After reporting a potential “election violation” to the police, on Sept. 22, 2021, Rosenblum sued six of the organizers  — one of whom was later dropped from the case — and John Doe, the anonymous author of the Safer Leaks blog.

The suit targets Eric Budd, co-chair of Bedrooms Are For People. Last summer, Budd created a Twitter account called “@steveforboulder” and linked to the Safer Leaks blog in the account bio. 

It also includes Boulder Progressives, an unofficial candidate committee set up to support city council candidates who were running against Rosenblum and his allies, plus three of its members. Boulder Progressives published a link to the blog on its website. (Rosenblum’s complaint states the identity of the Safer Leaks author remains unknown. But he said he seeks to find out through discovery and deposition, if the case goes to trial.)

The lawsuit seeks to link them together in a “conspiracy to defame.” By publishing links to the blog, Rosenblum alleged in his complaint, organizers orchestrated a “coordinated smear campaign” that includes spreading “false and defamatory information” to damage his “reputation in the heat of the 2021 Boulder City Council race.”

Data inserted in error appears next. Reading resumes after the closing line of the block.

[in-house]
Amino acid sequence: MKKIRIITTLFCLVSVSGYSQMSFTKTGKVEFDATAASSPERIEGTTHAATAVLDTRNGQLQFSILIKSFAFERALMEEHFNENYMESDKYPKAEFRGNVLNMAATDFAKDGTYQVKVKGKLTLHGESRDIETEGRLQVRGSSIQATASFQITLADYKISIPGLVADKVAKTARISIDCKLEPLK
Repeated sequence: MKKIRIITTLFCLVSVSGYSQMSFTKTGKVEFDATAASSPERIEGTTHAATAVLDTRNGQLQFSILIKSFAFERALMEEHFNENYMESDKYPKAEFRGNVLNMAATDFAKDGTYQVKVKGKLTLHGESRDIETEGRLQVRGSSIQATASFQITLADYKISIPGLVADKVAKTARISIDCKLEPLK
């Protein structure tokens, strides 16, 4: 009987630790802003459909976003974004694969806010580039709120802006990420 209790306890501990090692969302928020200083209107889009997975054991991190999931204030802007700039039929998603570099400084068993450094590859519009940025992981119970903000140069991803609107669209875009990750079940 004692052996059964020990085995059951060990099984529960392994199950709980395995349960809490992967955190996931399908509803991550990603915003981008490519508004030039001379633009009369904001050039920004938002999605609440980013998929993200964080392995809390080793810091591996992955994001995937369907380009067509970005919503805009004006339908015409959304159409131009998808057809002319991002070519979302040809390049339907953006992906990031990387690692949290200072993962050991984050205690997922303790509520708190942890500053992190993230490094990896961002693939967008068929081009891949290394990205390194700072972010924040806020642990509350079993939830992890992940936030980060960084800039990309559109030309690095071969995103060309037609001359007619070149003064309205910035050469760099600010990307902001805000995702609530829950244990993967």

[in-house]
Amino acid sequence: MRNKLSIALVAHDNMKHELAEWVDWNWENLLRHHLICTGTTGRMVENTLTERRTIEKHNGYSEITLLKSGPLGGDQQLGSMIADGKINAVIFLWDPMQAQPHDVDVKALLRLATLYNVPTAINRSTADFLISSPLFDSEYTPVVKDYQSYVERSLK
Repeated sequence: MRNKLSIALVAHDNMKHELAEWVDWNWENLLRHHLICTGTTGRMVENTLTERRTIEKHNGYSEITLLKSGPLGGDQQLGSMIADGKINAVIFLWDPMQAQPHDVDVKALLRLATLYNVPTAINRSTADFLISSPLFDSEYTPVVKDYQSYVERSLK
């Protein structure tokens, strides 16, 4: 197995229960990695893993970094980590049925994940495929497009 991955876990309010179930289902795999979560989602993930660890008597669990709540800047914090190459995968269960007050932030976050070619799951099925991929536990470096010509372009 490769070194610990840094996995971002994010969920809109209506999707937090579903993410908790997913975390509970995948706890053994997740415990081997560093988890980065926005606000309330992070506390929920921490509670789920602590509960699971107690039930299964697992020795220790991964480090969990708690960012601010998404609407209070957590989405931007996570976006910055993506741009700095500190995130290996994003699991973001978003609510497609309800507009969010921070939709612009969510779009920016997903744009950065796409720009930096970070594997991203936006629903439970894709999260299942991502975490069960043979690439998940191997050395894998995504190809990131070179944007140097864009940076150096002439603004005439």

To lead his case, Rosenblum hired Stan Garnett, the former Boulder County district attorney. Garnett works for the Denver-based firm Brownstein Hyatt Farber Schreck and has represented clients including former Congressman Mark Udall and the Colorado Oil and Gas Association, an industry trade group. 

“I felt what happened to Steve was very unfair and it was right for him to go to court to seek redress for it,” Garnett told the Boulder Reporting Lab. “I also love Boulder and I love Boulder politics. I’m happy to get involved in something that I hope will improve the tone of debate.” 

According to an engagement letter, Garnett charged a $30,000 advance fee and $875 per hour to start the case. Rosenblum is seeking a “monetary judgment against another party for more than $100,000,” according to court filings. 

The organizers’ anti-SLAPP appeal 

On Feb. 28, 2022, Boulder District Court Judge Thomas F. Mulvahill ruled that Rosenblum had demonstrated a “reasonable likelihood” he could win some of the claims asserted in the complaint and allowed it to proceed to trial.